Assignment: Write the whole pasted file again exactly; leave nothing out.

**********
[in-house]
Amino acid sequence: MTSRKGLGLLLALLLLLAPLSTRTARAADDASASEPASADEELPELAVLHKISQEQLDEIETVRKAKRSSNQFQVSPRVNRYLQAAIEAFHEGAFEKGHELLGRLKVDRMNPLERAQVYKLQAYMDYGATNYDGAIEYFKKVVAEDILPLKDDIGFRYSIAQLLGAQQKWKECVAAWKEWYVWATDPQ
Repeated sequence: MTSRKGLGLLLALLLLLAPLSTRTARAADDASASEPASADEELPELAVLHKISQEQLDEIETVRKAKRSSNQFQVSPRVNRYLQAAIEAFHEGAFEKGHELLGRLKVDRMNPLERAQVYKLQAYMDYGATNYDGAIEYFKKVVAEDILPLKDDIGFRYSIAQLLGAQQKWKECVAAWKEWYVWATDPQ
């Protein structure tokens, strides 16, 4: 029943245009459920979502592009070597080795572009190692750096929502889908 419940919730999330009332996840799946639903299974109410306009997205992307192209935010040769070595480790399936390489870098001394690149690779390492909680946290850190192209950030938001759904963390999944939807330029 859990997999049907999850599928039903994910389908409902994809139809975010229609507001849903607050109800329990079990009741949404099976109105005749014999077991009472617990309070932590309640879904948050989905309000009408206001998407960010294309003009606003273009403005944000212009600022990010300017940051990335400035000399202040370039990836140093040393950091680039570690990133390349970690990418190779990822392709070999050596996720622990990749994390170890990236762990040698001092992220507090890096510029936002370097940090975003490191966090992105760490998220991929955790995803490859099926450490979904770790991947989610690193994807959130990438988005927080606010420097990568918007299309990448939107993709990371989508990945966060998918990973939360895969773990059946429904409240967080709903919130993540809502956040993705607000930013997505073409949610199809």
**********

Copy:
[in-house]
Amino acid sequence: MTSRKGLGLLLALLLLLAPLSTRTARAADDASASEPASADEELPELAVLHKISQEQLDEIETVRKAKRSSNQFQVSPRVNRYLQAAIEAFHEGAFEKGHELLGRLKVDRMNPLERAQVYKLQAYMDYGATNYDGAIEYFKKVVAEDILPLKDDIGFRYSIAQLLGAQQKWKECVAAWKEWYVWATDPQ
Repeated sequence: MTSRKGLGLLLALLLLLAPLSTRTARAADDASASEPASADEELPELAVLHKISQEQLDEIETVRKAKRSSNQFQVSPRVNRYLQAAIEAFHEGAFEKGHELLGRLKVDRMNPLERAQVYKLQAYMDYGATNYDGAIEYFKKVVAEDILPLKDDIGFRYSIAQLLGAQQKWKECVAAWKEWYVWATDPQ
């Protein structure tokens, strides 16, 4: 029943245009459920979502592009070597080795572009190692750096929502889908 419940919730999330009332996840799946639903299974109410306009997205992307192209935010040769070595480790399936390489870098001394690149690779390492909680946290850190192209950030938001759904963390999944939807330029 859990997999049907999850599928039903994910389908409902994809139809975010229609507001849903607050109800329990079990009741949404099976109105005749014999077991009472617990309070932590309640879904948050989905309000009408206001998407960010294309003009606003273009403005944000212009600022990010300017940051990335400035000399202040370039990836140093040393950091680039570690990133390349970690990418190779990822392709070999050596996720622990990749994390170890990236762990040698001092992220507090890096510029936002370097940090975003490191966090992105760490998220991929955790995803490859099926450490979904770790991947989610690193994807959130990438988005927080606010420097990568918007299309990448939107993709990371989508990945966060998918990973939360895969773990059946429904409240967080709903919130993540809502956040993705607000930013997505073409949610199809």